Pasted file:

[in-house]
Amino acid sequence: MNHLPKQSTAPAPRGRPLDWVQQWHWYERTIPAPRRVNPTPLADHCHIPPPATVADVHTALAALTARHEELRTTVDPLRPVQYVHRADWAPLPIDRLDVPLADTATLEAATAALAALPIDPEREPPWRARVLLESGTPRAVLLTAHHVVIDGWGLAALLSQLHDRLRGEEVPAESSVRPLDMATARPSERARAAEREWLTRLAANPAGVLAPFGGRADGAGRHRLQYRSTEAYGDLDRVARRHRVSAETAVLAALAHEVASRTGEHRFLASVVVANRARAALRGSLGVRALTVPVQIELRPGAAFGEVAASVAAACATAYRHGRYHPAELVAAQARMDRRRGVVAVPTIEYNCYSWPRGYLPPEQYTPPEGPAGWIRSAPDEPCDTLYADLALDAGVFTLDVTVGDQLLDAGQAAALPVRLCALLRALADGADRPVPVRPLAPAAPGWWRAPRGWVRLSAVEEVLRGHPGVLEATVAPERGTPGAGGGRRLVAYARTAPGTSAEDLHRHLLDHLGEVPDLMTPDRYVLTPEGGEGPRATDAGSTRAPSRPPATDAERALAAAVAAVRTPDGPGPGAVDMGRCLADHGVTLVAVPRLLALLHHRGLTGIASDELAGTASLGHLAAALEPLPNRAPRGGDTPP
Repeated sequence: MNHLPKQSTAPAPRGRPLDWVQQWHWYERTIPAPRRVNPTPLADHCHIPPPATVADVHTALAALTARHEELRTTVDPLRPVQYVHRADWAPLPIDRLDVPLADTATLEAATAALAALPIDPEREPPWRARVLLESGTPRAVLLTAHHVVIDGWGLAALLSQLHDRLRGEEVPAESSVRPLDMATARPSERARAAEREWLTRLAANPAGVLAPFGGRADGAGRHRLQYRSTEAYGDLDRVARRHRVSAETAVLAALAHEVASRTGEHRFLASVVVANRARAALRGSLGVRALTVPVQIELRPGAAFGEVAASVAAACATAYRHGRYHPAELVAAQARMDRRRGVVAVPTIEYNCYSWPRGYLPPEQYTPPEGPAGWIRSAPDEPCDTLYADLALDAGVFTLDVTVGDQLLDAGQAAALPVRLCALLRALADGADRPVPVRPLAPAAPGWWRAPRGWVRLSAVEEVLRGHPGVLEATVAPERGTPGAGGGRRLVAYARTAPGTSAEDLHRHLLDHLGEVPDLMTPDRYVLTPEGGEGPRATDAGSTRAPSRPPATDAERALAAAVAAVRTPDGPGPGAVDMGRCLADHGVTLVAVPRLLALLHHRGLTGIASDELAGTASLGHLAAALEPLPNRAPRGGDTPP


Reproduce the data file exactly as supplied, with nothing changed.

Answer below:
[in-house]
Amino acid sequence: MNHLPKQSTAPAPRGRPLDWVQQWHWYERTIPAPRRVNPTPLADHCHIPPPATVADVHTALAALTARHEELRTTVDPLRPVQYVHRADWAPLPIDRLDVPLADTATLEAATAALAALPIDPEREPPWRARVLLESGTPRAVLLTAHHVVIDGWGLAALLSQLHDRLRGEEVPAESSVRPLDMATARPSERARAAEREWLTRLAANPAGVLAPFGGRADGAGRHRLQYRSTEAYGDLDRVARRHRVSAETAVLAALAHEVASRTGEHRFLASVVVANRARAALRGSLGVRALTVPVQIELRPGAAFGEVAASVAAACATAYRHGRYHPAELVAAQARMDRRRGVVAVPTIEYNCYSWPRGYLPPEQYTPPEGPAGWIRSAPDEPCDTLYADLALDAGVFTLDVTVGDQLLDAGQAAALPVRLCALLRALADGADRPVPVRPLAPAAPGWWRAPRGWVRLSAVEEVLRGHPGVLEATVAPERGTPGAGGGRRLVAYARTAPGTSAEDLHRHLLDHLGEVPDLMTPDRYVLTPEGGEGPRATDAGSTRAPSRPPATDAERALAAAVAAVRTPDGPGPGAVDMGRCLADHGVTLVAVPRLLALLHHRGLTGIASDELAGTASLGHLAAALEPLPNRAPRGGDTPP
Repeated sequence: MNHLPKQSTAPAPRGRPLDWVQQWHWYERTIPAPRRVNPTPLADHCHIPPPATVADVHTALAALTARHEELRTTVDPLRPVQYVHRADWAPLPIDRLDVPLADTATLEAATAALAALPIDPEREPPWRARVLLESGTPRAVLLTAHHVVIDGWGLAALLSQLHDRLRGEEVPAESSVRPLDMATARPSERARAAEREWLTRLAANPAGVLAPFGGRADGAGRHRLQYRSTEAYGDLDRVARRHRVSAETAVLAALAHEVASRTGEHRFLASVVVANRARAALRGSLGVRALTVPVQIELRPGAAFGEVAASVAAACATAYRHGRYHPAELVAAQARMDRRRGVVAVPTIEYNCYSWPRGYLPPEQYTPPEGPAGWIRSAPDEPCDTLYADLALDAGVFTLDVTVGDQLLDAGQAAALPVRLCALLRALADGADRPVPVRPLAPAAPGWWRAPRGWVRLSAVEEVLRGHPGVLEATVAPERGTPGAGGGRRLVAYARTAPGTSAEDLHRHLLDHLGEVPDLMTPDRYVLTPEGGEGPRATDAGSTRAPSRPPATDAERALAAAVAAVRTPDGPGPGAVDMGRCLADHGVTLVAVPRLLALLHHRGLTGIASDELAGTASLGHLAAALEPLPNRAPRGGDTPP